As the ways of the world expand and become more complicated, things that should be sharp and clear become hazy, dull and nearly unobtrusive to some. Is the majority simply too weary to debate ancient cultural traditions that have since been commercially modernized?

One chilly night in Ithaca, New York my parents turned off most of the lights in our house and after eating a light supper of tomato soup (why do I remember these things?) we quietly retreated to the little room that was Dad’s office. Nothing drastic or important was going on. But I was 3 years old and slightly bewildered. The reason for our actions was simple: it was Halloween, trick-or-treaters were out and we had no candy in the house to give out to anyone. In attempts to avoid an awkward confrontation, we “hid”.

Halloween never interested me. I’ve never been one to get into dressing up, knocking on neighbors’ doors or eating candy. I’ve never been one to get intrigued by horror, no matter how silly. My parents told me that it wasn’t a good thing to celebrate because of its original and permeating affiliations with death and the devil, so I developed convictions against it and never devoted much mental energy to the issue.

A couple of years later, an approaching Halloween found me 5 years old and in Garmisch, Germany. My closest little German friend (well, she had a German accent and her mother was German, but her father was an American in the military), Elaine, shared my interest in horses. One day her mother brought me along on an outing to the library. As Elaine and I listened to her mother read aloud a happy-go-lucky picture book about children deciding what to be on Halloween, her mother light-heartedly asked us what we wanted to be on the occasion. “A horse!” said Elaine. At first I payed little attention, but after further imaginary thought about Elaine harmlessly skipping around playing horse, I said, “A unicorn!”. When I remembered that the topic we were discussing was actually regarding that forbidden day which Dad referred to as “Satan’s birthday”, I felt deeply humiliated.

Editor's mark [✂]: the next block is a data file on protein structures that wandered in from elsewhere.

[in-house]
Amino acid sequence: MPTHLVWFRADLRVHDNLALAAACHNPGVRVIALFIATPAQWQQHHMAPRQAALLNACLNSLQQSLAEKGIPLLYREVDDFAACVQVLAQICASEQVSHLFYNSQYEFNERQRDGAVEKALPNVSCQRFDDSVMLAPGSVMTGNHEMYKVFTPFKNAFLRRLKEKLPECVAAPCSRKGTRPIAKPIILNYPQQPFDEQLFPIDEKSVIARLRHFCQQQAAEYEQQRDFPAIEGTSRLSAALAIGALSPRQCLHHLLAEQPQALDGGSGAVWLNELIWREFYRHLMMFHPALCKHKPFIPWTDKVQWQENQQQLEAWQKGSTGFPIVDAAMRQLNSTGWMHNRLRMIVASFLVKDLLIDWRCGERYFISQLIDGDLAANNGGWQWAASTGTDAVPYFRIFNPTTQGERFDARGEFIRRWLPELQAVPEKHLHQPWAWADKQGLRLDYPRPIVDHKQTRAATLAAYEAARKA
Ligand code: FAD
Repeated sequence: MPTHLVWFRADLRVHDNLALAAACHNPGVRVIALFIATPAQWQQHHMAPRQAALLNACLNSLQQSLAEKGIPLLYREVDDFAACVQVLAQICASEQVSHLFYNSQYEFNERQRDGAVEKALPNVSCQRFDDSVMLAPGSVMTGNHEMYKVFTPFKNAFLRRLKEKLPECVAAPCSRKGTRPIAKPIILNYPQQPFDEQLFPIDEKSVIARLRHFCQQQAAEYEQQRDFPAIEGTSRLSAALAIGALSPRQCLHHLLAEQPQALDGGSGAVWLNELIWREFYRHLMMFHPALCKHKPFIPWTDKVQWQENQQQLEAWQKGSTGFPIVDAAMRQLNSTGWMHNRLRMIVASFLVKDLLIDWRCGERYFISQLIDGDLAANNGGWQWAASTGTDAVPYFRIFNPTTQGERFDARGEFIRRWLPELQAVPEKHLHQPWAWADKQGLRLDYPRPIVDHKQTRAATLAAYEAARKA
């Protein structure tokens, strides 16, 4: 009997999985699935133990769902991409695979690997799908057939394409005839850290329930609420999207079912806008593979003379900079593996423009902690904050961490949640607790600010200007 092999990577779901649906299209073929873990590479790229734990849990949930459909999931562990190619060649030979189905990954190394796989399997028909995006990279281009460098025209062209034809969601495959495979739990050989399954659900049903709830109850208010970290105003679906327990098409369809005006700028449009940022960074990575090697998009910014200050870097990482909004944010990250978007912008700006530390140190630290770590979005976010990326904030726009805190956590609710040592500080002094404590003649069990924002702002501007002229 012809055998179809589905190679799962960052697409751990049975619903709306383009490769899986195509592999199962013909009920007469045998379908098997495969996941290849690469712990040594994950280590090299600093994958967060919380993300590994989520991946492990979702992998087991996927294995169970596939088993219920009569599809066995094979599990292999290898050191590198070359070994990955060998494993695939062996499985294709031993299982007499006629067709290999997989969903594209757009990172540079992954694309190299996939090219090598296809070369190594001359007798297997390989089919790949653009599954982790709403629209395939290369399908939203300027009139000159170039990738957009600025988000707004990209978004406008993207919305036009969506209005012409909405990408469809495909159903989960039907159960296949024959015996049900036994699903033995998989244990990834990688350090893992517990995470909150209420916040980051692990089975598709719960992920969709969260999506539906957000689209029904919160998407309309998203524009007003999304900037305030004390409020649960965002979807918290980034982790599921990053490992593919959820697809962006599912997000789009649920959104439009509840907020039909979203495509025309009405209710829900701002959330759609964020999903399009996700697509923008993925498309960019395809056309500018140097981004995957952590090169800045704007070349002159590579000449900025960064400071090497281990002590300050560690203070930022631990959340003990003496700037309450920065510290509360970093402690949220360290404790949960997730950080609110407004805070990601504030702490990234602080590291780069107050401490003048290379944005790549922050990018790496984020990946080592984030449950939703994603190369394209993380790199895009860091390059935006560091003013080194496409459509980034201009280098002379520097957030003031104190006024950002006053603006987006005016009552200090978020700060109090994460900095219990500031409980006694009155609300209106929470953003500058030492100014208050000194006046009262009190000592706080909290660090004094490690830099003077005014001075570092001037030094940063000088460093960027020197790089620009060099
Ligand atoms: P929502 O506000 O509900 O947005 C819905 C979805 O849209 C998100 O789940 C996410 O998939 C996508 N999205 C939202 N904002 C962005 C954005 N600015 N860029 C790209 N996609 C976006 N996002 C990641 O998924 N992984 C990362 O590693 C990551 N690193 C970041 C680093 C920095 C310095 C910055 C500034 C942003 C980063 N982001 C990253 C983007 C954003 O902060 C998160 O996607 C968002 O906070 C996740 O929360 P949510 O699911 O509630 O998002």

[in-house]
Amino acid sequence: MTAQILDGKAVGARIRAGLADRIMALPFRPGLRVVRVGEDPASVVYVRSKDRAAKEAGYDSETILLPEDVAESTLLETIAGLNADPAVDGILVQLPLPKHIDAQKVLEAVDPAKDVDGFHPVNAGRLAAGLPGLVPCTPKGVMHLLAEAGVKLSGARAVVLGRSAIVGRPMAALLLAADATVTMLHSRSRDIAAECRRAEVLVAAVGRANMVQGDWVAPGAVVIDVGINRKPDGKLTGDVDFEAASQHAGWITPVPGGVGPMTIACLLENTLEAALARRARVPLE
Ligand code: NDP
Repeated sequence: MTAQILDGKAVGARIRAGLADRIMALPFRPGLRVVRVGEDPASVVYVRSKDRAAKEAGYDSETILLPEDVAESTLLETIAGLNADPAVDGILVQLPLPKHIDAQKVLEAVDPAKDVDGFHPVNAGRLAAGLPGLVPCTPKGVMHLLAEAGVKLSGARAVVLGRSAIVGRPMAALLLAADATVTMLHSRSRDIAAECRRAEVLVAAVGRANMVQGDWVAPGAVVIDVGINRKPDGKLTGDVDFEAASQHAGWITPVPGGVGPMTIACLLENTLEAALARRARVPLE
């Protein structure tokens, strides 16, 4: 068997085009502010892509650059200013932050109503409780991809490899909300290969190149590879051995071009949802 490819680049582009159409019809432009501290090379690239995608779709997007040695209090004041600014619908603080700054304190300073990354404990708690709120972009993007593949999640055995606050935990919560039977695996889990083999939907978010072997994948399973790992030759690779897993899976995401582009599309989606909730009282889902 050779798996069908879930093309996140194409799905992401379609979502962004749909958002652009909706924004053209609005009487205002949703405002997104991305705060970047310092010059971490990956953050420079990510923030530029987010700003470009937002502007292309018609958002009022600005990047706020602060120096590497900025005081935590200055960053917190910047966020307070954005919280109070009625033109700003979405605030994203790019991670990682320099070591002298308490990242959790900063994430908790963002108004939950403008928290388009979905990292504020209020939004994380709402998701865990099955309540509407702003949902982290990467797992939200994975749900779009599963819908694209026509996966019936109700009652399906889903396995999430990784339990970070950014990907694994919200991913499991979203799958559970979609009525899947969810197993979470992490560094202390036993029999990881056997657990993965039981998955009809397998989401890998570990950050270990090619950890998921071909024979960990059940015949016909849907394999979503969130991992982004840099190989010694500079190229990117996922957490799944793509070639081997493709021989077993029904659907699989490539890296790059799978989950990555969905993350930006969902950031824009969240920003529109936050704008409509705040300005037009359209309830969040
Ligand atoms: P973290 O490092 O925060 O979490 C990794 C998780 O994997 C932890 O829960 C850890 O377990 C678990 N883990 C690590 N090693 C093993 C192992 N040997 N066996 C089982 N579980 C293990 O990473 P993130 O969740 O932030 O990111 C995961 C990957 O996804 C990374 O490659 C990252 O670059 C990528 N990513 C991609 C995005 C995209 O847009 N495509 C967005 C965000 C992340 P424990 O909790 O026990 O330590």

A few years later, another approaching Halloween found me 8 years old and in West Point, New York. An outspoken little friend that attended public school (and was very proud to remind us of it) named Savannah loved playing with Rachel. Savannah, about the same age as Rachel, many times played nicely enough but talked a lot. Upon discovering that we didn’t celebrate Halloween, she began her inquisition. Her family never perceived it to be evil and participated in it fully. Why should we think any differently? She still wasn’t finished with the inquisition regarding our homeschooling, so she threw that one in there too a few times as the controversial day drew near.

I responded repeatedly with everything I could think of regarding my family’s convictions about Halloween and trick-or-treating. But she wasn’t silenced. She insisted that everybody does something on Halloween. If we didn’t celebrate it by trick-or-treating or decorating, then what did we do? “Nothing,” I said over and over again. She still wasn’t convinced. Out of final desperation, I said the most radical thing she had ever heard: “We hide from trick-or-treaters.”

That wasn’t entirely true, of course. It was a mere reference to the quiet evening in Ithaca and the errands and restaurant outings we frequently took on the 31st of October. Interestingly enough, Savannah was satisfied with that response. Days and weeks later, parents all over the military post were talking about the Reads’ mysterious habit of hiding from trick-or-treaters. When Savannah’s father asked my father about it, my parents were understandably a bit irritated and amused at my debating style.